Doyin Salami, The Neo-Liberal Economist Who Will Advise ‘Socialist’ Buhari

Barely 17 months to the end of his tenure, President Muhammadu Buhari has appointed Doyin Salami as his chief economic adviser.

Femi Adesina, special adviser on media and publicity to Buhari, announced Salami’s appointment in a statement on Tuesday.

Currently, 58-year-old Salami is the chairperson of the presidential economic advisory council (PEAC).

In the last six years, the country’s economy has always been a major challenge. The administration has witnessed two recessions. From high debt profile to double-digit inflation, troubled naira, what wonder will Salami perform?

In his new role, Adesina said Salami will address all issues on the domestic economy and present views on them to the president.

He will closely monitor national and international developments, trends and develop appropriate policy responses.

Salami will also develop and recommend national economic policies to foster macro-economic stability, promote growth, create jobs, and eradicate poverty, among others.

TheCable gives you a glimpse into Salami’s profile up until his appointment as Buhari’s chief economic adviser.


Salami is an associate professor at Lagos Business School, Pan-Atlantic University, where he leads sessions in the Economic Environment of Business.

He is a doctoral degree graduate of Queen Mary College, University of London. His research interests include corporate long-term financial management, macroeconomic policy, corporate competitiveness and risk management, as well as focus on small and medium enterprises (SMEs).

As a lecturer, he has authored several scholarly publications.

He served as a member of the monetary policy committee of the Central Bank of Nigeria (CBN) and the federal government’s economic management team (EMT).

He was also a crucial part of the transition committee of the Goodluck Jonathan administration in 2015 as vice-chairman.


Salami is the chief executive officer (CEO) of Kainos Edge Consulting Limited, a consulting firm.

He has undertaken consulting assignments for the Department for International Development (DFID), World Bank, United Nations Industrial Development Organisation (UNIDO), United States Agency for International Development (USAID).

Beyond multilateral organisations, he also works as a consultant for corporations such as British American Tobacco (BAT) and BGL Securities Ltd.

 Others include Coca-Cola Nigeria, Equatorial Africa (CCNEAL), and Kakawa Discount House. He has facilitated or participated in corporate retreats for, amongst others, Zain Nig Ltd., MTN, African Petroleum Plc.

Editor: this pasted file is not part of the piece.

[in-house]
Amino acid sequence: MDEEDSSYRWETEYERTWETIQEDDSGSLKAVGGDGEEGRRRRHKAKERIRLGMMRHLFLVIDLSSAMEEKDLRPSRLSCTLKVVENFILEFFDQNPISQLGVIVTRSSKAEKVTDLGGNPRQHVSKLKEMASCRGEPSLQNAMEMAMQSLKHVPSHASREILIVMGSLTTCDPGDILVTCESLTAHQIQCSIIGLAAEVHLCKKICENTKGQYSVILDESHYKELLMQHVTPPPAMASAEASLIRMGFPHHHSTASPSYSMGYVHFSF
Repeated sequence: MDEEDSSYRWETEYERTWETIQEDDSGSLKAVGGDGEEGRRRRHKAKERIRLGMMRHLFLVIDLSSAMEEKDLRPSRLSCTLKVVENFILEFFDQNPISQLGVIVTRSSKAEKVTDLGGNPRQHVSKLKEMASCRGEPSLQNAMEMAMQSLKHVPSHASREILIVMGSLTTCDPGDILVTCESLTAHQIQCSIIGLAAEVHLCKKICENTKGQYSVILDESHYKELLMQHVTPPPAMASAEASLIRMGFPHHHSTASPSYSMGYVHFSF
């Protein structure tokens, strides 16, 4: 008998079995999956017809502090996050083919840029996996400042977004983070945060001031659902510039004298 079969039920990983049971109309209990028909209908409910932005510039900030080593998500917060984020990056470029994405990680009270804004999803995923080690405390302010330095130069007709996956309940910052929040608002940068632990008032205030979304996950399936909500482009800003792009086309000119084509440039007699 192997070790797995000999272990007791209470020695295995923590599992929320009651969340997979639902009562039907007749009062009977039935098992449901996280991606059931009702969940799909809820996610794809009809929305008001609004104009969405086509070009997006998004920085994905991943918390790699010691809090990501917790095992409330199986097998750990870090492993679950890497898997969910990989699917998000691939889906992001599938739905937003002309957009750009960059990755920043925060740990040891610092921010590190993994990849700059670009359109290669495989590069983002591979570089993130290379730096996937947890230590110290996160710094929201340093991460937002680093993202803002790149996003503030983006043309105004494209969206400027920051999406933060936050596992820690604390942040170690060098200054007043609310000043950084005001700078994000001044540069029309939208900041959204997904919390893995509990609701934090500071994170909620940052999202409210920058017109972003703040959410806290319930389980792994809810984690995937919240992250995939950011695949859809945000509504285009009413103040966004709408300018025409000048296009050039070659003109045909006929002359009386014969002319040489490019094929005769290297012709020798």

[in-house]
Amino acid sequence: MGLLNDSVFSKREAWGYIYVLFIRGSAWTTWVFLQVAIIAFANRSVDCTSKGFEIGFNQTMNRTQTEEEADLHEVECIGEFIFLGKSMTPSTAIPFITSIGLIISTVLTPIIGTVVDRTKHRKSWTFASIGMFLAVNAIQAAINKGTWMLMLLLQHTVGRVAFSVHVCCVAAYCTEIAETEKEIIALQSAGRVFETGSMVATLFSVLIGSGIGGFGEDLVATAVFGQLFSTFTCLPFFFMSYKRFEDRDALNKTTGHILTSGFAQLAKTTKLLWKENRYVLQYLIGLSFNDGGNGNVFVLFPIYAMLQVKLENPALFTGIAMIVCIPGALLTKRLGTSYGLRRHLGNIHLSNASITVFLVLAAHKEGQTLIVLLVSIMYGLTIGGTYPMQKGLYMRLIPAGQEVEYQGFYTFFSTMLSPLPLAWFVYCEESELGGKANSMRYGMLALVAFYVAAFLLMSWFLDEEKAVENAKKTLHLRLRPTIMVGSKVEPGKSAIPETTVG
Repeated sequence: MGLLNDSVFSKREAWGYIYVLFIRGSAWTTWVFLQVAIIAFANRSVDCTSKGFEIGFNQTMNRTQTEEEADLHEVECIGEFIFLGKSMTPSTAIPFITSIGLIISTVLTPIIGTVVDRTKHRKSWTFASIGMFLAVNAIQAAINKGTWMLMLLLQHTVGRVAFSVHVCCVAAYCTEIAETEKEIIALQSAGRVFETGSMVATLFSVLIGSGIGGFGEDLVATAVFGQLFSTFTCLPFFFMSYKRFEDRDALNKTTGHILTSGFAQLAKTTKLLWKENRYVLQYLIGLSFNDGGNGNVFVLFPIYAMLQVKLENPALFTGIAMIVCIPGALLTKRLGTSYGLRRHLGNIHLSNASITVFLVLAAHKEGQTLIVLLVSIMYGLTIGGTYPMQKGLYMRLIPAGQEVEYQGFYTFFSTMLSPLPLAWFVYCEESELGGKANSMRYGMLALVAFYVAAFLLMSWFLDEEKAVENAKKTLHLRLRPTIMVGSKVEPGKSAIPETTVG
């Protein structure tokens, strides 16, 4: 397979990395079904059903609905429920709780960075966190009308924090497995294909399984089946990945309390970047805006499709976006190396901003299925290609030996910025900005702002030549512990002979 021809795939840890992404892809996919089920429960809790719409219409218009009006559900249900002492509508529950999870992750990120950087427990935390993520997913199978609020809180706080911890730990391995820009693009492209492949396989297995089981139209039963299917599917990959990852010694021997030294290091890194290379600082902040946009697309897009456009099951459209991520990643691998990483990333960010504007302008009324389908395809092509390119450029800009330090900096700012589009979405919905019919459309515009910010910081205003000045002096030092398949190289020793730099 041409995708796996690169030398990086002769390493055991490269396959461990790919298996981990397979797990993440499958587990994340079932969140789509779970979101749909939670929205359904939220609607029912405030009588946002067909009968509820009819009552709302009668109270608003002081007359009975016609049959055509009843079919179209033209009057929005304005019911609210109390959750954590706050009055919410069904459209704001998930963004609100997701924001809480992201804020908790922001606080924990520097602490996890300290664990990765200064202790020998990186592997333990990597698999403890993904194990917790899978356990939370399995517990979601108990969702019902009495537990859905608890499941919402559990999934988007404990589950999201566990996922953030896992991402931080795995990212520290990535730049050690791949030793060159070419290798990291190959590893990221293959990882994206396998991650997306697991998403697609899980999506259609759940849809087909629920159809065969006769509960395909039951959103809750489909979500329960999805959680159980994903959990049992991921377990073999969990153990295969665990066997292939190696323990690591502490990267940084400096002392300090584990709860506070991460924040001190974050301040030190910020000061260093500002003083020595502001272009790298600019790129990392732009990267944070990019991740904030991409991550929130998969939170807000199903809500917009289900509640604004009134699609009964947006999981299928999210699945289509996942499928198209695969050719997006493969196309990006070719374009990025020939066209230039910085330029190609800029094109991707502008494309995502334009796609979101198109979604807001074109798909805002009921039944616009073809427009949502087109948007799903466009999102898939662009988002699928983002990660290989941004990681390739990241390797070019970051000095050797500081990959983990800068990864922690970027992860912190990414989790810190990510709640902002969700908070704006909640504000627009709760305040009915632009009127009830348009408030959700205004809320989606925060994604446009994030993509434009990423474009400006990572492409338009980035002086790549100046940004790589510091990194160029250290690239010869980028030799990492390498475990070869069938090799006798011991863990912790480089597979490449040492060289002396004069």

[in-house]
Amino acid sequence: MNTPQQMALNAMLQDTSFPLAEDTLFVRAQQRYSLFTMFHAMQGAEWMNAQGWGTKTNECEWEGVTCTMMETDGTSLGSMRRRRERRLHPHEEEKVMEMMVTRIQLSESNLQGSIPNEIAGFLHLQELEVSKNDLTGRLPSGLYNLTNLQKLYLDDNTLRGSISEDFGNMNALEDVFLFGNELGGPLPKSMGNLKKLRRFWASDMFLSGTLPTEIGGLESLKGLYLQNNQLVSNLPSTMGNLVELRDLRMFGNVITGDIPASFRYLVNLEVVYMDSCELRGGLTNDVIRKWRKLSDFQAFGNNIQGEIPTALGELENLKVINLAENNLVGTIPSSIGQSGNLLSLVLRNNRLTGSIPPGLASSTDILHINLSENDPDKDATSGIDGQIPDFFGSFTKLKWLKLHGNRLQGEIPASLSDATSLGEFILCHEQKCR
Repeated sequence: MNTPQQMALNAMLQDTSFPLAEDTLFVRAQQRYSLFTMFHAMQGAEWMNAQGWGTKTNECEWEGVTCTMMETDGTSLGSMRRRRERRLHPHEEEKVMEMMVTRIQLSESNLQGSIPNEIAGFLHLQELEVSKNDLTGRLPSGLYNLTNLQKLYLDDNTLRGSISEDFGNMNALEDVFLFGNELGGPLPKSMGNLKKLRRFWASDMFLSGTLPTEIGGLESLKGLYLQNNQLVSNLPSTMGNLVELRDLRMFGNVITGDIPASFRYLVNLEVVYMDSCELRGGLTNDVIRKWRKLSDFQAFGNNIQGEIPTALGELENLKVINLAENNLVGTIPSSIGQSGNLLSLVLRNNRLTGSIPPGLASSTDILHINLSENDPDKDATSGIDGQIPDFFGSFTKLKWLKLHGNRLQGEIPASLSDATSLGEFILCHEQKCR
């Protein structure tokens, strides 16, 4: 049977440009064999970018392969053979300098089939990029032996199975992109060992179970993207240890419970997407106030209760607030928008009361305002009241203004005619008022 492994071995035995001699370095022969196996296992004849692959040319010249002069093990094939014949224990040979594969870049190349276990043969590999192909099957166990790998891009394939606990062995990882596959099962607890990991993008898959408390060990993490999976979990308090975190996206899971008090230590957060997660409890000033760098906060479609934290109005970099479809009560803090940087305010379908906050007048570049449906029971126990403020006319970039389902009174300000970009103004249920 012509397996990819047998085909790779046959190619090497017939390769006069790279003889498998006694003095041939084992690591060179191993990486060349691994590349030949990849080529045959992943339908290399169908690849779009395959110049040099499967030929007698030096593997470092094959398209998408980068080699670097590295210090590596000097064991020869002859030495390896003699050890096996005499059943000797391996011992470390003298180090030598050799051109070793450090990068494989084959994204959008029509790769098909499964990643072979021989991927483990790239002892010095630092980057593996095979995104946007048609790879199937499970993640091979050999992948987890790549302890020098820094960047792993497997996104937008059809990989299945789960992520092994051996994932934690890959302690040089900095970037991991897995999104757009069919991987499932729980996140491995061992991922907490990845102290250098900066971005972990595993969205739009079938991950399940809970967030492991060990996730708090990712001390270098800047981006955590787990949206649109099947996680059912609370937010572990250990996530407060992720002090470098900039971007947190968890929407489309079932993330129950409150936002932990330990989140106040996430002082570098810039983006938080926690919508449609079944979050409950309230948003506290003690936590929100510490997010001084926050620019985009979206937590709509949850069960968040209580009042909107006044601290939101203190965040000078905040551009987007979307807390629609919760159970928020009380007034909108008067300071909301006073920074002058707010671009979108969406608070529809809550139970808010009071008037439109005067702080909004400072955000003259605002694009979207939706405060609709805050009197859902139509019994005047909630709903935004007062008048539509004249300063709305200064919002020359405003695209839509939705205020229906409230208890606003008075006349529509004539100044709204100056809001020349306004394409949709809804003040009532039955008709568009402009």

Salami is a known proponent of a free-market market. His views are in stark contrast to his employer, Buhari, a pro-government.

He has previously called for the liberalisation of economic policies under the present government.

As chairman of the economic advisory council, Salami has repeatedly asked the government to remove subsidy on petrol and adopt a pricing regime that reflects the cost of the commodity.

Many have argued that Buhari’s interventionist economic approaches can be best described as “socialist”, with his imposition of border closures, trade and foreign exchange control.


Salami had previously criticised the policies of the CBN under the administration of Godwin Emefiele.

In 2017, Salami said the CBN was providing a “piggy-bank” service to the federal government with its excessive funding of government activities.

He said the CBN’s claims on the government had risen “20-fold” to N814 billion from the end of 2016, while its purchases of government treasury bills increased by 30 percent to N454 billion

“Perhaps the most challenging of the present characteristics of the economy in Nigeria is the adoption of a quantitative easing stance by the management of the Central Bank. Monetary data shows a sharp rise in the extent of CBN financing of the government deficit,” Salami had said.

 “It is clear that the CBN has provided piggy-bank services to the federal government. While I still wonder what the underlying economics is, I sincerely hope it works.”

Earlier in 2015, Salami as a member of CBN MPC opposed the listing of 41 items, including rice and toothpicks, as not valid for foreign exchange (forex) through the official forex window.

Salami said investors were confused by the apex bank’s policies.

 “The credibility that CBN has carefully cultivated, if not lost, is most certainly undermined,” he had said.

In 2021, Salami lamented on Nigeria’s public debt stock, describing it as unsustainable and unmaintainable as the country’s debt service-to-revenue ratio climbed to 97.7 percent (January to May 2021).

On various occasions, the renowned economist has, however, advocated for clear and articulate fiscal and monetary policies, saying they will incentivise foreign investments and push economic growth.

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